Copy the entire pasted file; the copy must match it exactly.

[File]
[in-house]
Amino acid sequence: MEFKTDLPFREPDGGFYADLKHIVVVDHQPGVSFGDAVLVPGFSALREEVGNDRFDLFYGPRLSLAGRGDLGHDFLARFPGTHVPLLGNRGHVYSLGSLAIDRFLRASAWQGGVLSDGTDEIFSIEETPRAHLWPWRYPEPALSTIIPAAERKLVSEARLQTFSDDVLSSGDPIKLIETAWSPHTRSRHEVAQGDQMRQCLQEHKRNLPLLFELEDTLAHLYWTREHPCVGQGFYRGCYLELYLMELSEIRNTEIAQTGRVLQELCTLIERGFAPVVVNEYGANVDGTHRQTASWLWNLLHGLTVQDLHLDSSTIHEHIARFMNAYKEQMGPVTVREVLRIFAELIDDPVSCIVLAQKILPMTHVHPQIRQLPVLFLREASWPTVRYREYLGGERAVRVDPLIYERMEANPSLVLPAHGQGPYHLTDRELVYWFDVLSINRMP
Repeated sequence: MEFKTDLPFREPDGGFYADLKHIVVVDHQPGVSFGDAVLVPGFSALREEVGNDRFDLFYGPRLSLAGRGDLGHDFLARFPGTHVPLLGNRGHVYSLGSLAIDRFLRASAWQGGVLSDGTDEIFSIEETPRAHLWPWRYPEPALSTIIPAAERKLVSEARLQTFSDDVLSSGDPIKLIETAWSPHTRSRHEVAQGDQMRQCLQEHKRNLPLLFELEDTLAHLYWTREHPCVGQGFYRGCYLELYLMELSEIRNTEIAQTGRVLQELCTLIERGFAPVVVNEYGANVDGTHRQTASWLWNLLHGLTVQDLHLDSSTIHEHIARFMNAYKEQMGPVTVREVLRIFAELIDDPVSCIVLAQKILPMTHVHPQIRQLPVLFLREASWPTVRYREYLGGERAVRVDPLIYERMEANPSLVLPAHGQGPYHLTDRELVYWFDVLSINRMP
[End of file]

[in-house]
Amino acid sequence: MEFKTDLPFREPDGGFYADLKHIVVVDHQPGVSFGDAVLVPGFSALREEVGNDRFDLFYGPRLSLAGRGDLGHDFLARFPGTHVPLLGNRGHVYSLGSLAIDRFLRASAWQGGVLSDGTDEIFSIEETPRAHLWPWRYPEPALSTIIPAAERKLVSEARLQTFSDDVLSSGDPIKLIETAWSPHTRSRHEVAQGDQMRQCLQEHKRNLPLLFELEDTLAHLYWTREHPCVGQGFYRGCYLELYLMELSEIRNTEIAQTGRVLQELCTLIERGFAPVVVNEYGANVDGTHRQTASWLWNLLHGLTVQDLHLDSSTIHEHIARFMNAYKEQMGPVTVREVLRIFAELIDDPVSCIVLAQKILPMTHVHPQIRQLPVLFLREASWPTVRYREYLGGERAVRVDPLIYERMEANPSLVLPAHGQGPYHLTDRELVYWFDVLSINRMP
Repeated sequence: MEFKTDLPFREPDGGFYADLKHIVVVDHQPGVSFGDAVLVPGFSALREEVGNDRFDLFYGPRLSLAGRGDLGHDFLARFPGTHVPLLGNRGHVYSLGSLAIDRFLRASAWQGGVLSDGTDEIFSIEETPRAHLWPWRYPEPALSTIIPAAERKLVSEARLQTFSDDVLSSGDPIKLIETAWSPHTRSRHEVAQGDQMRQCLQEHKRNLPLLFELEDTLAHLYWTREHPCVGQGFYRGCYLELYLMELSEIRNTEIAQTGRVLQELCTLIERGFAPVVVNEYGANVDGTHRQTASWLWNLLHGLTVQDLHLDSSTIHEHIARFMNAYKEQMGPVTVREVLRIFAELIDDPVSCIVLAQKILPMTHVHPQIRQLPVLFLREASWPTVRYREYLGGERAVRVDPLIYERMEANPSLVLPAHGQGPYHLTDRELVYWFDVLSINRMP